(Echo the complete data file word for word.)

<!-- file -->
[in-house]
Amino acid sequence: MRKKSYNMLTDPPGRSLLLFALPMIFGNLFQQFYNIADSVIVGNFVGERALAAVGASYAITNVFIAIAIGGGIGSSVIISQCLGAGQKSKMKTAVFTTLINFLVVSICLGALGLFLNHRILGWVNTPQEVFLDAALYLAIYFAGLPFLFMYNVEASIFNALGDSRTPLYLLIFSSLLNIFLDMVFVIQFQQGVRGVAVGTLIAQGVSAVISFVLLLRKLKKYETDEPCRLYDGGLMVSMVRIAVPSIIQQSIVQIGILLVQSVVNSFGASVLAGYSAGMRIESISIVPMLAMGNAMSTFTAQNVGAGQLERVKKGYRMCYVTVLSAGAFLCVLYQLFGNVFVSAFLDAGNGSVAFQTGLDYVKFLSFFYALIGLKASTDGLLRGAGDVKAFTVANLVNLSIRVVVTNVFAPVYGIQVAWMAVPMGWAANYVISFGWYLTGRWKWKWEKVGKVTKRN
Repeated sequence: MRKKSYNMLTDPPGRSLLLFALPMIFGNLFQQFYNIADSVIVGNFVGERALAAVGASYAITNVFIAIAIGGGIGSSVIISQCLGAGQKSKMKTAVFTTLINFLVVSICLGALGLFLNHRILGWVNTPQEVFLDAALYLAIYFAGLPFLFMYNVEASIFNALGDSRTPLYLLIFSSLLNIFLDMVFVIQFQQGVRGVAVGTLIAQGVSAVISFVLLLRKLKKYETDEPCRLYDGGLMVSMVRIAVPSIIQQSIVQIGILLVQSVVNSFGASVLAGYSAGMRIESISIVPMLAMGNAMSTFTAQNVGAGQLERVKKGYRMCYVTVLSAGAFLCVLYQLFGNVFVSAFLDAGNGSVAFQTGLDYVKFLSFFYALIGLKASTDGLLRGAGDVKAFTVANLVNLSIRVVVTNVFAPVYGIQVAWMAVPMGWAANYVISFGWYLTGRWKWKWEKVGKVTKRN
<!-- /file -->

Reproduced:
[in-house]
Amino acid sequence: MRKKSYNMLTDPPGRSLLLFALPMIFGNLFQQFYNIADSVIVGNFVGERALAAVGASYAITNVFIAIAIGGGIGSSVIISQCLGAGQKSKMKTAVFTTLINFLVVSICLGALGLFLNHRILGWVNTPQEVFLDAALYLAIYFAGLPFLFMYNVEASIFNALGDSRTPLYLLIFSSLLNIFLDMVFVIQFQQGVRGVAVGTLIAQGVSAVISFVLLLRKLKKYETDEPCRLYDGGLMVSMVRIAVPSIIQQSIVQIGILLVQSVVNSFGASVLAGYSAGMRIESISIVPMLAMGNAMSTFTAQNVGAGQLERVKKGYRMCYVTVLSAGAFLCVLYQLFGNVFVSAFLDAGNGSVAFQTGLDYVKFLSFFYALIGLKASTDGLLRGAGDVKAFTVANLVNLSIRVVVTNVFAPVYGIQVAWMAVPMGWAANYVISFGWYLTGRWKWKWEKVGKVTKRN
Repeated sequence: MRKKSYNMLTDPPGRSLLLFALPMIFGNLFQQFYNIADSVIVGNFVGERALAAVGASYAITNVFIAIAIGGGIGSSVIISQCLGAGQKSKMKTAVFTTLINFLVVSICLGALGLFLNHRILGWVNTPQEVFLDAALYLAIYFAGLPFLFMYNVEASIFNALGDSRTPLYLLIFSSLLNIFLDMVFVIQFQQGVRGVAVGTLIAQGVSAVISFVLLLRKLKKYETDEPCRLYDGGLMVSMVRIAVPSIIQQSIVQIGILLVQSVVNSFGASVLAGYSAGMRIESISIVPMLAMGNAMSTFTAQNVGAGQLERVKKGYRMCYVTVLSAGAFLCVLYQLFGNVFVSAFLDAGNGSVAFQTGLDYVKFLSFFYALIGLKASTDGLLRGAGDVKAFTVANLVNLSIRVVVTNVFAPVYGIQVAWMAVPMGWAANYVISFGWYLTGRWKWKWEKVGKVTKRN